Tyson’s services are done in the church with only her and one other person assisting. Tyson does a full worship service, including hymns and a sermon, over Facebook live, which is available for people to watch again later.
“I always say that, if they miss something, they can listen to this sermon again,” Tyson said. “They are really liking this electronic age.”
Despite not meeting in person, Tyson’s church has not been disconnected from the community. During her services, people watching can comment and say things like they would during an in-person service, which she will see in real time during the service.
Additionally, the church has continued community outreach.
“This year we had an Easter basket drive-by,” Tyson said. “There were four of us, we had our gloves and our masks and everything was sanitized and we filled up baskets. We gave out over 60 baskets just having them drive up. Either the kid could come out or we took it to the car, and that was really exciting because we were able to still minister to the community.”
Tyson has also provided her members an opportunity to take communion.
“People can just text to me how many they need, I put the sealed communion cups with a wafer, I put them in baggies by family,” Tyson said. “They drive by and I hand them out the window of my car, with my gloves and mask, and they pick them up.”
Tyson said she is very excited about the viewership the services have received with their live stream, and is excited to have a new way to spread the word of the Lord.
“I’ve got a much wider viewership, the word is going out,” Tyson said. “In our little church, with a small congregation, is now reaching out all over the country, and people are listening to the word and they’re sharing the service.”
For Robby Brown, the pastor of the Ironton Branch of Be Hope Church, the pandemic presented new and unique challenges. He was set to open the new branch of the church in March, but was delayed until June 7.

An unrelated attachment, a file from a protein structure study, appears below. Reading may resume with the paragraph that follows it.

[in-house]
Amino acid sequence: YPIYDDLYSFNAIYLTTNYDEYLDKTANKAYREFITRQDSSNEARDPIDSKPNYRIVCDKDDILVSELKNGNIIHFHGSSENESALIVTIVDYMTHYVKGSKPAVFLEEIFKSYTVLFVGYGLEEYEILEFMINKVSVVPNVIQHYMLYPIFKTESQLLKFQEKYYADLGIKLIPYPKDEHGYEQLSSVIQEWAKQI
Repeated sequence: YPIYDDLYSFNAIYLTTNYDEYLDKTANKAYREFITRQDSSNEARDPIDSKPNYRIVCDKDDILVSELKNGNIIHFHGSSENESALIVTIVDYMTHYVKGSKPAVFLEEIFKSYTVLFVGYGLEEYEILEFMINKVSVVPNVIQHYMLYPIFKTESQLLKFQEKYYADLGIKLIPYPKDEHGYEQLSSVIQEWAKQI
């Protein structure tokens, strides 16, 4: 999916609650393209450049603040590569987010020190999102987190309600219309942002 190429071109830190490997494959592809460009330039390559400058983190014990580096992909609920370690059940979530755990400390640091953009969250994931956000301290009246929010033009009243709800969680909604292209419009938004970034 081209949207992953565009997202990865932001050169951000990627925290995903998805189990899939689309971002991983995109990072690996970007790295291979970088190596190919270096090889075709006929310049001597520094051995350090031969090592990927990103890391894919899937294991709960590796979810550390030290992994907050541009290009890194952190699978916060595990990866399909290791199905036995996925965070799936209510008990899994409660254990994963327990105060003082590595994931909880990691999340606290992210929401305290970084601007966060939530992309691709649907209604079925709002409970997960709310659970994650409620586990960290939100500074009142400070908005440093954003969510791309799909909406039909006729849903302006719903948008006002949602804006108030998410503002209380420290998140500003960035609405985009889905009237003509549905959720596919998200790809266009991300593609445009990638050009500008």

Brown said that while they were unable to open during the pandemic, their worship band got extra time to practice and they were all better prepared for guests afterwards.
The church has been encouraging social distancing at services, and discouraging contact during greetings. Church volunteers are encouraged to wear masks while volunteering.
Be Hope Church meets at the Ro-Na theater in Ironton, which Brown said he initially worried would be way too large for the church, but has turned out to be great for social distancing.
Brown said he has struggled with inviting just enough people to open a church during the pandemic.
“When you’re starting a new church, you, always want to try to launch big, and make a big deal out of inviting as many people as you can,” Brown said. “You just really want to have a strong start. This was kind of interesting, because it’s like we’re kind of caught in this tension of all trying to push to launch as big as we can, but at the same time, we can’t do that to the full extent because we have to be safe with what we’re doing, too.”
Brown encourages his congregation to save hugs for later, and greet people with a wave.